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Since the beginning of its commercial operations, Port Qasim has strictly remained a day-time port

Dec 10 - 16 , 2001

Port Qasim, located some 50 kilometers southeast of Karachi, houses the second deep sea port of Pakistan. Basically developed to handle raw material imports for the Pakistan Steel Mill in its vicinity, Port Qasim now comprises an oil terminal plus a dedicated container handling facilities, Qasim International Container Terminal.

Since the commencement of its operations in 1980 as a commercial port comprising nine berths, Port Qasim has handled over 127 million tonnes of cargoes till last year. It handled over 127 million tonnes of cargo since from 1980 to last year including 10.3 million tonnes cargoes it handled during July 2000 to March 2001. One of its berth, the FOTCO Oil Terminal with capacity to handle 9 million tonnes has been operational since April 1995 and is being developed in the private sector on Built, Own and Operate basis. A Bulk Chemical Terminal developed on Built, Own, Transfer basis in the private sector started functioning in early 1998. More terminals are planned in private sector on BOT basis for handling of LPG, Grain, Fertilizer and Edible Oil.

Proximity to National Highway easing road access to up country away from the Port of Karachi is meant to develop Port Qasim to serve as an additional port to reduce the working at the busy Port of Karachi situated at a fair distance.

However, since the beginning of its commercial operations Port Qasim has strictly remained a day-time port due to absence of night navigation facilities during the last two decades. Announcements to turn Port Qasim in to a 24-hour port by successive governments remained unmaterialised. The sitting government last week announced to facilitate night navigation at Port Qasim within next six months, at least for the smaller vessels.

This has not been the first time that an announcement has been made to make Port Qasim accessible during the night. The announcement has also come at a time when the officials at the highest level of the government has said that Pakistani economy will suffer a loss of $ 2 billion due mainly from reduced exports. Nevertheless, the announcement makes all the sense because Port Qasim handles about 30 per cent of all the country's sea-borne trade, both imports and exports.

Port Qasim developed the first dedicated container terminal four years ago (it received its first vessel in August 1997), a year prior to the one developed at the Port of Karachi. QICT handled a total of 225,000 TEUs during its first 21 months of operation till September 1999. The annual throughput of container movement has been on the increase since the development of dedicated container terminals at both the national ports.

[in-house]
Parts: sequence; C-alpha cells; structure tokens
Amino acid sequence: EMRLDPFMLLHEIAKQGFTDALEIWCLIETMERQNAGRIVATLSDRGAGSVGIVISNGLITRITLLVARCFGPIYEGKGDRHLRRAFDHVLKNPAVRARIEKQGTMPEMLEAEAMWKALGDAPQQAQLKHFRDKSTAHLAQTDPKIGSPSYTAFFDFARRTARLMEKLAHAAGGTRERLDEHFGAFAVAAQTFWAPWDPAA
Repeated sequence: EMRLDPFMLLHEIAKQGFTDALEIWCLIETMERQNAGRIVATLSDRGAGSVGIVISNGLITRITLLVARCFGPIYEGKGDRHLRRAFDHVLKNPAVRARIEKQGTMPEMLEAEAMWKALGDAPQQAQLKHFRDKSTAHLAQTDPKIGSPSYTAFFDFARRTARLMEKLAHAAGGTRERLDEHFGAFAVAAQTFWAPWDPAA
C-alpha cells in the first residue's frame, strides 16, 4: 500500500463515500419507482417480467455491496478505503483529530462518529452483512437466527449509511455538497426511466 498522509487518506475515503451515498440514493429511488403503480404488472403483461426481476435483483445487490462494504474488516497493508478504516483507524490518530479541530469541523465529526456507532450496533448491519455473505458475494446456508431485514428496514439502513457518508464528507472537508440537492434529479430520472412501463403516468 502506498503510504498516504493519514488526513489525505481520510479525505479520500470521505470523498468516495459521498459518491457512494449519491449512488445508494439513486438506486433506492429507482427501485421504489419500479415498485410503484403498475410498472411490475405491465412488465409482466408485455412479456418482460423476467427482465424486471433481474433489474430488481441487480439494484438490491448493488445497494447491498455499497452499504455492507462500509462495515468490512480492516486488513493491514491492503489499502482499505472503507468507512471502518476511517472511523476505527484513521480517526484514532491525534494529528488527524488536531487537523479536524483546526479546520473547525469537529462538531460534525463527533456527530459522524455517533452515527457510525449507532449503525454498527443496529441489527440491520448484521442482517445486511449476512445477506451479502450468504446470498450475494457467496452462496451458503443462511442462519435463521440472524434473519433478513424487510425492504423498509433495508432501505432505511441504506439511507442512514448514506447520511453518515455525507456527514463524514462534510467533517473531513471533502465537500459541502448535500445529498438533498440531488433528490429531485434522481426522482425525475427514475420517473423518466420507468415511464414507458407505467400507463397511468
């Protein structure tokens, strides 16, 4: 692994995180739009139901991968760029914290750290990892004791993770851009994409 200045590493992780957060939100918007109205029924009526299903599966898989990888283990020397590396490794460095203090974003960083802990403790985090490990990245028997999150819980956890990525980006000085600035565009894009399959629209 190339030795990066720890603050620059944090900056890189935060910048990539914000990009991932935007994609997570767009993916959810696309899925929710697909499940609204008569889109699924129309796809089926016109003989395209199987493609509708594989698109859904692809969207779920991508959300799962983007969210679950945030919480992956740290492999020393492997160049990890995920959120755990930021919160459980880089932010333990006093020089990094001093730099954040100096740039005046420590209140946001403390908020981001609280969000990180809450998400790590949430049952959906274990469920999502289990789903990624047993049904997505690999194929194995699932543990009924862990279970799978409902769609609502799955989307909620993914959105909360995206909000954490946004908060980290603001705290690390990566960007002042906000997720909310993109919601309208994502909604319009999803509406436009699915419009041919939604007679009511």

However, it is also feared that the container business which has only be able to grow by a small five per cent per annum over the years may not only be able to maintain even the small growth but may actual decline given the current slowdown of the global economy, particularly in the major markets of the US and EU. As is, foreign trade trend after September, 11 show a steep decline in both imports and exports which differ from sector to sector and commodity to commodity.

While there is enough container business for both the KICT and QICT KICT and QICT have the capacity to handle 300,000 TEUs and 200,000 TEUs in the initial phase respectively the competition for container business between KICT developed by APL, the biggest operator of container business in Pakistan and QICT developed by Maersk, the second biggest container operator, is expected to heat up with less cargoes to be had. QICT signed an agreement with the United Bank for a loan of Rs 400 million to enhance its handling capacity to 320,000 TEUs in early 2000.

The loan was intended to help QICT buy 4 new rubber tyre gantries, ground cargo handling machinery, updating of computer equipment and related civil works. This shows the investment made into Port Qasim which can only offer better returns if the port is accessible 24-hours round the clock. In any case, strictly day-time port hardly makes any sense in the digital world of today where information moves at the speed of light and geographical barriers don't exist any more.

While Port Qasim has been commercially operational for last 21 years, it never has a dredging and port vessels fleet of its own. It has primarily depended on contract dredging and only recently it has placed orders for port vessels with the Karachi Shipyard and Engineering Works. Observers say that Port Qasim has spent millions in contract dredging to properly maintain the required drafts to accommodate heavy container vessels at its berths and the proper maintenance of the channel which is some 40 miles long.

Some four years ago the Port announced to accommodate the night navigation facilities which proved to remain good only on paper.